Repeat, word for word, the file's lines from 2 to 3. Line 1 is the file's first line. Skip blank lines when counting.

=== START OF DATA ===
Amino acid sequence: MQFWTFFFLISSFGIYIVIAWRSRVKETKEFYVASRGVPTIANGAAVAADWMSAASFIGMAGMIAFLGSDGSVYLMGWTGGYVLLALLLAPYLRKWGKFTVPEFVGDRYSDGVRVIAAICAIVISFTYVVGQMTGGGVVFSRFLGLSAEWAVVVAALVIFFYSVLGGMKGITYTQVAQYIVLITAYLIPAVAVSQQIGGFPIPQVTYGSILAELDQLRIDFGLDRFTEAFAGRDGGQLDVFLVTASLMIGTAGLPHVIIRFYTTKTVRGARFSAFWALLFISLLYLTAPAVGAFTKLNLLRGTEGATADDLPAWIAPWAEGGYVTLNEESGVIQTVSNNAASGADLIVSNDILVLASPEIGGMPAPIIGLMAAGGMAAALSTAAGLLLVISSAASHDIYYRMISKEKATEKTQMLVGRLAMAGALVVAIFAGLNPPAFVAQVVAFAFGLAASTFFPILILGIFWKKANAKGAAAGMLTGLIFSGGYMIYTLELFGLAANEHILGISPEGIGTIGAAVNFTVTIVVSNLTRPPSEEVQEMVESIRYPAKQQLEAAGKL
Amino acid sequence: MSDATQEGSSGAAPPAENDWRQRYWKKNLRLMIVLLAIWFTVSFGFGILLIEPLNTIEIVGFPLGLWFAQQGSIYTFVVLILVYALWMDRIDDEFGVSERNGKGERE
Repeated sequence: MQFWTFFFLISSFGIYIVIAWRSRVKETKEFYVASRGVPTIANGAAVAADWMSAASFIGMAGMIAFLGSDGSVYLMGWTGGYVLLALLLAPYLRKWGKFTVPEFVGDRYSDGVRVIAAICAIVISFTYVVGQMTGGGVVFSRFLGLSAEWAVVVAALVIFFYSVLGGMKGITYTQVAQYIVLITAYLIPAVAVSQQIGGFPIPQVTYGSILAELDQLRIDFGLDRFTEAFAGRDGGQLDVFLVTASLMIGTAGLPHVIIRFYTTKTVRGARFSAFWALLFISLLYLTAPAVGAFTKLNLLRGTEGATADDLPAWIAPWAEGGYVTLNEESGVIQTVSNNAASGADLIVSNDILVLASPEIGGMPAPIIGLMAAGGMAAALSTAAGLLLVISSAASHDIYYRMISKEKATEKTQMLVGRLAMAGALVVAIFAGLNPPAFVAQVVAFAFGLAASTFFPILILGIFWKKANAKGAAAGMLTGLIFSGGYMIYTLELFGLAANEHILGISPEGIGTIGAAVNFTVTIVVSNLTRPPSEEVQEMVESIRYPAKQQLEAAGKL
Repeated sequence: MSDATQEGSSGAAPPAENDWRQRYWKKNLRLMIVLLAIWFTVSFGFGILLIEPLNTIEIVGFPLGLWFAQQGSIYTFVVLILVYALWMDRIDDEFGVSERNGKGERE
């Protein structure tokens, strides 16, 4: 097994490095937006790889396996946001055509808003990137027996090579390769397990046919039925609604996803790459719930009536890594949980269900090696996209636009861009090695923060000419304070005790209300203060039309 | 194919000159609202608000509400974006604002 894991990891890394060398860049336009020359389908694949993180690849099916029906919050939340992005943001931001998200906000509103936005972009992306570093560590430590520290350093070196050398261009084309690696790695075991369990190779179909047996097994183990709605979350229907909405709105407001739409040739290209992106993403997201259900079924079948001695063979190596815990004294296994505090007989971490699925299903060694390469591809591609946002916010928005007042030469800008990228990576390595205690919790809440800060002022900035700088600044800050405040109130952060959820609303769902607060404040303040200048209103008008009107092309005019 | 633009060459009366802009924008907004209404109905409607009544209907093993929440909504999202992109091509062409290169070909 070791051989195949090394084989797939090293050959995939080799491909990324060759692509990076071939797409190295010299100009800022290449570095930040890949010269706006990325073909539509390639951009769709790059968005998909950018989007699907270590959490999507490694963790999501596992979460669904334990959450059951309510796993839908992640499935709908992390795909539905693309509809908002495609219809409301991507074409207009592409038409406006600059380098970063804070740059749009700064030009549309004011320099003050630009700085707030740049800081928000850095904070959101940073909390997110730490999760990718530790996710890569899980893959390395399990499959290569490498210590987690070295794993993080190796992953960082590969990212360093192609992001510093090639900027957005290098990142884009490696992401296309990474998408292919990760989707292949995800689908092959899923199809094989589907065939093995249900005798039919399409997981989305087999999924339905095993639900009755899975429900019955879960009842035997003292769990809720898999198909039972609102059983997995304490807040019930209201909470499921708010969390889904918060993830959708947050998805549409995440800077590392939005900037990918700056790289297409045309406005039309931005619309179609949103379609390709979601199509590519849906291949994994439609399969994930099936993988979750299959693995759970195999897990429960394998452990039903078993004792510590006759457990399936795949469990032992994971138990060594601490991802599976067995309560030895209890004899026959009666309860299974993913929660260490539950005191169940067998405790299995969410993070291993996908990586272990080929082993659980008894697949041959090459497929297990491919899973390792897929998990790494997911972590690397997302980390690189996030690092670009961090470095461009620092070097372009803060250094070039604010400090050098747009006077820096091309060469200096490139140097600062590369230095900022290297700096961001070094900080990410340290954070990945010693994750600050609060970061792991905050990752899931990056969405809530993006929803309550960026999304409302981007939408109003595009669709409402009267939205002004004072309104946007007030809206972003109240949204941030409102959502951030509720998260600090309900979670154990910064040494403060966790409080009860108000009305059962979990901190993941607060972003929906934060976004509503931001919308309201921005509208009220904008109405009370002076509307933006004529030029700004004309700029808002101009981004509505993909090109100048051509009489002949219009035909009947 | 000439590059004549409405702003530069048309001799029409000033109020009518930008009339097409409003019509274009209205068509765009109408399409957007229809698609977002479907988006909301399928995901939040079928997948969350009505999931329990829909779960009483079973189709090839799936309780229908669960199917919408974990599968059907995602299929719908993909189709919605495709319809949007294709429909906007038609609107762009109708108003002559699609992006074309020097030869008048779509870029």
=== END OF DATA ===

Amino acid sequence: MSDATQEGSSGAAPPAENDWRQRYWKKNLRLMIVLLAIWFTVSFGFGILLIEPLNTIEIVGFPLGLWFAQQGSIYTFVVLILVYALWMDRIDDEFGVSERNGKGERE
Repeated sequence: MQFWTFFFLISSFGIYIVIAWRSRVKETKEFYVASRGVPTIANGAAVAADWMSAASFIGMAGMIAFLGSDGSVYLMGWTGGYVLLALLLAPYLRKWGKFTVPEFVGDRYSDGVRVIAAICAIVISFTYVVGQMTGGGVVFSRFLGLSAEWAVVVAALVIFFYSVLGGMKGITYTQVAQYIVLITAYLIPAVAVSQQIGGFPIPQVTYGSILAELDQLRIDFGLDRFTEAFAGRDGGQLDVFLVTASLMIGTAGLPHVIIRFYTTKTVRGARFSAFWALLFISLLYLTAPAVGAFTKLNLLRGTEGATADDLPAWIAPWAEGGYVTLNEESGVIQTVSNNAASGADLIVSNDILVLASPEIGGMPAPIIGLMAAGGMAAALSTAAGLLLVISSAASHDIYYRMISKEKATEKTQMLVGRLAMAGALVVAIFAGLNPPAFVAQVVAFAFGLAASTFFPILILGIFWKKANAKGAAAGMLTGLIFSGGYMIYTLELFGLAANEHILGISPEGIGTIGAAVNFTVTIVVSNLTRPPSEEVQEMVESIRYPAKQQLEAAGKL